This conspiracy was immediately succeeded by one on the part of the royalists. In March was the time for the election of the one-third of the legislature, and they not only got in a considerable number of their party, but succeeded in making general Pichegru président of the council of five hundred. Barthelemy was also elected a director in place of Letourneur: and Carnot, who hated the other three, Rewbell, Barras, and Lepeaux, conspired with the royalists against the direction, and the Thermidorien party in the councils. The three directors who were aimed at applied to Buonaparte for support, and he dispatched general Augereau to take the command of the troops in Paris, and defend the three directors and the councils. The royalist party, on the suggestion of Pichegru, procured an order for the calling out the national guards, and the removal of the regular troops from Paris; that the three directors should be seized, the sections called out, and their positions be secured. But Augereau was too active for them; he was already in command of the regular troops, and in execution of the Orders of the three directors, had drawn twelve thousand men, with forty pieces of artillery, toward the Tuileries; seized generals Pichegru, Willot, and Ramel, with sixty other members of the legislature. Carnot managed to escape, and fled to Switzerland; but Barthélémy was seized, and the three directors, Rewbell, Barras, and Lepeaux, were triumphant. A new committee of public welfare was appointed, of five members, with Sièyes as président; and, furnished with absolute powers, this committee sent to trial, and had sentenced to transportation for life, Barthélémy and the rest of the prisoners, to Guiana, Cayenne, and other deadly regions. The committee then ordered the arrest of a great number of the editors, proprietors, and writers of the opposition journals, and sent them after them. It was decreed that the directory should be empowered to arrest and transport any such journalists, or obnoxious priests, without any trial, and break up all clubs and political meeting-places. All these measures were confirmed by the two Chambers of legislature; Merlin de Douai and François de Neufchateau were elected directors in the place of Carnot and Barthélémy, and then what was called the coup d'état of the 18th Fructidor, or 4th of September, was complete. The government was as despotic as that of Robespierre; and it already rested for support on the bayonets of Buonaparte. It was on the eve of a military dictatorship.

England had seen her continental allies fall away one by one, after being well supplied by English millions, and after having employed them to secure as much as possible of the territories of their neighbours. The time was now approaching when some good allies might have been very useful to herself, if such people were ever to be found. But it has always been the lot or the policy of England to help and pay others, and to receive neither help nor pay herself. We have seen that, during the American revolution, the rebellious colonists found admirable allies in the Irish. They had no difficulty in exciting disturbances amongst that ardent Celtic race, and thus greatly to augment our difficulties. No sooner did the French commence the work of revolution, than the Irish became transported with admiration of their doings. Not all the blood-shed and horrors of that wild drama could abate their delight in them, and their desire to invite them over to liberate Ireland, as they had liberated Belgium. It is true that Ireland had her grievances, but they were in a fair way of being redressed. Ever since the American revolt, the necessity of conciliating the Irish had been impressed on the English government, and many important concessions had been granted them. They had not yet obtained catholic emancipation, but the public mind was ripening for it; their blind and reckless Gallic mania threw it back for many years. Whatever were the evils which England had inflicted on Ireland, they were nothing compared with those which French fraternity would have perpetrated. But they could see nothing of this, not even after all the world had witnessed the French mode of liberating Belgium; and French wagons, guarded by soldiers, were day after day, and month after month, bearing over the Alps the priceless chefs-d'œuvre of the arts from ravaged Italy. In the spring of 1798 the preparations of the French directory for the invasion of Ireland were too open and notorious to be overlooked by any- body.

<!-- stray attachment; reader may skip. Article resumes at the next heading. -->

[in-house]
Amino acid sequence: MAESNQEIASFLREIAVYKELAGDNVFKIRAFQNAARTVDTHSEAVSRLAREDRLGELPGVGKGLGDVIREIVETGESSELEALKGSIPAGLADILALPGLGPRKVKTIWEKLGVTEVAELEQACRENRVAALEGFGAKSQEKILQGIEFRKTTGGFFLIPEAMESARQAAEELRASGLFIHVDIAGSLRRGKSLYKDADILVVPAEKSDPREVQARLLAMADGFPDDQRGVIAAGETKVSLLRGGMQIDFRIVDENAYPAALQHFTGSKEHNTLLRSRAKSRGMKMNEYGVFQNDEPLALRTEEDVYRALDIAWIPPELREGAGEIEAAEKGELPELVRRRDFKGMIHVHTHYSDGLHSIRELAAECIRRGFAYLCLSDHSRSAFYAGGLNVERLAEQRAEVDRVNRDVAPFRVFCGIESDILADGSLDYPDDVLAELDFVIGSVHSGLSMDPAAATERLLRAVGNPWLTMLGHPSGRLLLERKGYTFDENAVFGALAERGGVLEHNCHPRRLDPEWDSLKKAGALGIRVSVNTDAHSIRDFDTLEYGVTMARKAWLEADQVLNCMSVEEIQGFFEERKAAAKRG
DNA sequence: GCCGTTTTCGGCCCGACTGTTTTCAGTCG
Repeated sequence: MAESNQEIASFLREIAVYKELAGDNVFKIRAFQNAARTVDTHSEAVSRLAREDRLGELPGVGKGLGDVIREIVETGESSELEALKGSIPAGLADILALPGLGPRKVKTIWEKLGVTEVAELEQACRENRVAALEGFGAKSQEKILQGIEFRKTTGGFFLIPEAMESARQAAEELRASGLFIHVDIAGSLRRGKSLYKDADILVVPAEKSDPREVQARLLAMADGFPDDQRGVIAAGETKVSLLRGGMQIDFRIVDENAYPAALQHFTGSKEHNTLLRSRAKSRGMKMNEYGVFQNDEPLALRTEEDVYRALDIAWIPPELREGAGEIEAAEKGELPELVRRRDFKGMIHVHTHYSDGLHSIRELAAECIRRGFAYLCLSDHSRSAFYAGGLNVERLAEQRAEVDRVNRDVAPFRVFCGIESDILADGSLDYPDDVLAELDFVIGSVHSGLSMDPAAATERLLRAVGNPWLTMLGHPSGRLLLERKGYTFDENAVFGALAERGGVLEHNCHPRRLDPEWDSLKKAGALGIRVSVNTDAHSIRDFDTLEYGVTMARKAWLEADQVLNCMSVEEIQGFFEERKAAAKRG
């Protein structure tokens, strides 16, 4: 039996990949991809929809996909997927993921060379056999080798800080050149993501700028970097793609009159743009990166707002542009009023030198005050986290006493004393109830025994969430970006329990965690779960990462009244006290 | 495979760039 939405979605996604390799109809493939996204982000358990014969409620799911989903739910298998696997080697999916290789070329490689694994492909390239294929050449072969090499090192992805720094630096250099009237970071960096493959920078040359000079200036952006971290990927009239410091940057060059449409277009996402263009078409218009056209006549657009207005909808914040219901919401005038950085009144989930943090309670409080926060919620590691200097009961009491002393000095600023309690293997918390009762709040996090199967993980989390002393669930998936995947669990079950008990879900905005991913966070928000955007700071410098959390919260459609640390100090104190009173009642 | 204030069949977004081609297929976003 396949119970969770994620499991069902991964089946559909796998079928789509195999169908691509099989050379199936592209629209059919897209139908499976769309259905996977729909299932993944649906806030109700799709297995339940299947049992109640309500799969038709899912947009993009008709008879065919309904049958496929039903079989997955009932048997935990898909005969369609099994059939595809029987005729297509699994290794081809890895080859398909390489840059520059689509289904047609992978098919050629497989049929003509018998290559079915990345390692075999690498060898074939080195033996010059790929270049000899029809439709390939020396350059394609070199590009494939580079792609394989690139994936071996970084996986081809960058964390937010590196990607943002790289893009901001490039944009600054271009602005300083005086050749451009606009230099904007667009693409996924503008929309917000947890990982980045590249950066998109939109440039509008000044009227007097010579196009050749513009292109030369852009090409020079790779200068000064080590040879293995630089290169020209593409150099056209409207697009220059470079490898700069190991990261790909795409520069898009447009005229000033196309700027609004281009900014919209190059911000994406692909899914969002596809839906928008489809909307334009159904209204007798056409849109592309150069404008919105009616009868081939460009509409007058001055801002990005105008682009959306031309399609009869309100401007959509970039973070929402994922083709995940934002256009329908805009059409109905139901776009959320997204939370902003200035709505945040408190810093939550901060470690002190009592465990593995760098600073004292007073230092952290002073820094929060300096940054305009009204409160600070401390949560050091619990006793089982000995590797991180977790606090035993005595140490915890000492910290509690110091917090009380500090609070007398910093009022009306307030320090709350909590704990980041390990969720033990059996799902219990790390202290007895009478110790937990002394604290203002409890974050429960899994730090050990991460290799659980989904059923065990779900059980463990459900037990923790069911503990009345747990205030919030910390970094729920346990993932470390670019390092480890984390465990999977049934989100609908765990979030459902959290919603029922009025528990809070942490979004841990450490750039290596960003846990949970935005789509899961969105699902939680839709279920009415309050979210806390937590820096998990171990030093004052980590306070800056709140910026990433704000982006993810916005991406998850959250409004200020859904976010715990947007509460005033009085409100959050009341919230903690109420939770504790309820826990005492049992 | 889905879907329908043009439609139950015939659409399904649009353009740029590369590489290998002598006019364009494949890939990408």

The English government had employed the best portion of the session of parliament betwixt the commencement of November and Christmas, 1797, in receiving the report of the insults of the French commissioners at Lisle to our ambassador, and his summary dismissal from the place of meeting without any chance of peace, and in voting money to carry on the war at our own doors. Where were Prussia and Austria, for whom we had so bravely fought, and whom we had so amply paid to fight for themselves? Preparing to fight for and to raise soldiers for us? No: quietly resting on the remains of our money-bags, and on the countries they had purloined by our pecuniary aid. Pitt called for the grant of twenty-five million five hundred thousand pounds, and for trebling all the assexed taxes, on the plea of defending our own shores. All this was readily granted. In April, 1798, he called for three millions, and that was as the freely conceded. In fact, by that time, the Irish were on the very verge of appearing in arms to cast off the yoke of England, and accept the boasted fraternity of France. Lord Edward Fitzgerald, brother of the duke of Leinster, one of the leading members of the society of united Irishmen, had spent some time in France during the revolution. We have seen him figuring at the jacobin clubs, and at a public dinner along with Thomas Paine, and others of the same school of politics, giving and responding to toasts of a most revolutionary character. For these proceeding-s he bad very properly been dismissed from his commission in the English army. He had married Pamela, the daughter of Madame de Genlis, as reputed, by the notorious Philip Egalité. To him, on his return to Ireland, French emissaries of revolution were secretly sent over, and he introduced them to the leading members of the projected revolt. In 1794 a jacobinised Irishman, Rev. William Jackson, came over from Paris, at the time of the fiercest raging of the reign of terror, to concert with Wolfe Tone, and his fellow-conspirators, the plans of insurrection. At the very time that some of these - Bond, Simon Butler, and Hamilton Rowan - were tried as accomplices of the Scotch reformers, Muir and the rest, and acquitted as men only seeking reform of parliament, they were deep in this scheme of French invasion. Jackson was arrested in Dublin, was tried and convicted of high treason, but anticipated his sentence by suicide. The most public display of sympathy with his views and mission was made by a vast attendance of carriages at his funeral, and the features of rebellion became so undisguised that a stop was put to all questions of political concession and amelioration. Lord Fitzwilliam was recalled from his lord-lieutenancy for permitting Grattan, in 1795, to bring a bill into the Irish parliament for Catholic emancipation. A vigilant eye was kept on the agents of sedition, and the democratic clubs, which swarmed all over Ireland, as much in the Presbyterian north as in the catholic south. Wolfe Tone and Hamilton Rowan had escaped to the United States; but there they fell in with Dr. Reynolds, Napper Tandy, and other enthusiastic Irish revolutionists. Tone was supplied with money, and dispatched to France to stimulate the directory to the Irish invasion. He arrived at Havre in February, 1796, and, on reaching Paris, he presented letters from M. Adet, the French minister to the United States, and was warmly received by Carnot, general Clarke, acting as minister of war, and the duke de Feltre. He was assured that general Hoche should be sent over with a resistless army as soon as it could be got ready, but the directors desired to see some other of the leading members of the united Irishmen before engaging in the enterprise. Tone promised general Clarke one thousand pounds a-year for life, and similar acknowledgments to all the other officers, on the liberation of Ireland; and be solicited for himself the rank of brigadier- general, and immediate pay, and obtained it.